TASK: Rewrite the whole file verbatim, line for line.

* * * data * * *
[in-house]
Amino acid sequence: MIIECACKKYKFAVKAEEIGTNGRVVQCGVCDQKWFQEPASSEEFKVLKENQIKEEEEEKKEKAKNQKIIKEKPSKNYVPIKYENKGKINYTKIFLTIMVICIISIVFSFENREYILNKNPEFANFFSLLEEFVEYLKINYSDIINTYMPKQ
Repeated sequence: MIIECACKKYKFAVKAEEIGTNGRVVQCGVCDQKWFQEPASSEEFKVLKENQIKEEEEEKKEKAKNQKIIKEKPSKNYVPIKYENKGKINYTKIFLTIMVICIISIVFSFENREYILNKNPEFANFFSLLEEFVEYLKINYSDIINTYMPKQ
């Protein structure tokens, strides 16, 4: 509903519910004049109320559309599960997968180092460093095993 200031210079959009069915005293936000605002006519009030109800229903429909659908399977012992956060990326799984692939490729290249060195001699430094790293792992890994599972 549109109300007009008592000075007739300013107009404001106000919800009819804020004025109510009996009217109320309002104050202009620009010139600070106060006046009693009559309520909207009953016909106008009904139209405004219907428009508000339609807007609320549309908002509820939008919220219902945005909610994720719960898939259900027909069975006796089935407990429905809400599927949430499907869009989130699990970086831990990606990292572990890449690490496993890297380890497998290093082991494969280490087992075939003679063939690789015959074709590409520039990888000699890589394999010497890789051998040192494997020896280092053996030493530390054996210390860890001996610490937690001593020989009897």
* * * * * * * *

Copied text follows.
[in-house]
Amino acid sequence: MIIECACKKYKFAVKAEEIGTNGRVVQCGVCDQKWFQEPASSEEFKVLKENQIKEEEEEKKEKAKNQKIIKEKPSKNYVPIKYENKGKINYTKIFLTIMVICIISIVFSFENREYILNKNPEFANFFSLLEEFVEYLKINYSDIINTYMPKQ
Repeated sequence: MIIECACKKYKFAVKAEEIGTNGRVVQCGVCDQKWFQEPASSEEFKVLKENQIKEEEEEKKEKAKNQKIIKEKPSKNYVPIKYENKGKINYTKIFLTIMVICIISIVFSFENREYILNKNPEFANFFSLLEEFVEYLKINYSDIINTYMPKQ
């Protein structure tokens, strides 16, 4: 509903519910004049109320559309599960997968180092460093095993 200031210079959009069915005293936000605002006519009030109800229903429909659908399977012992956060990326799984692939490729290249060195001699430094790293792992890994599972 549109109300007009008592000075007739300013107009404001106000919800009819804020004025109510009996009217109320309002104050202009620009010139600070106060006046009693009559309520909207009953016909106008009904139209405004219907428009508000339609807007609320549309908002509820939008919220219902945005909610994720719960898939259900027909069975006796089935407990429905809400599927949430499907869009989130699990970086831990990606990292572990890449690490496993890297380890497998290093082991494969280490087992075939003679063939690789015959074709590409520039990888000699890589394999010497890789051998040192494997020896280092053996030493530390054996210390860890001996610490937690001593020989009897």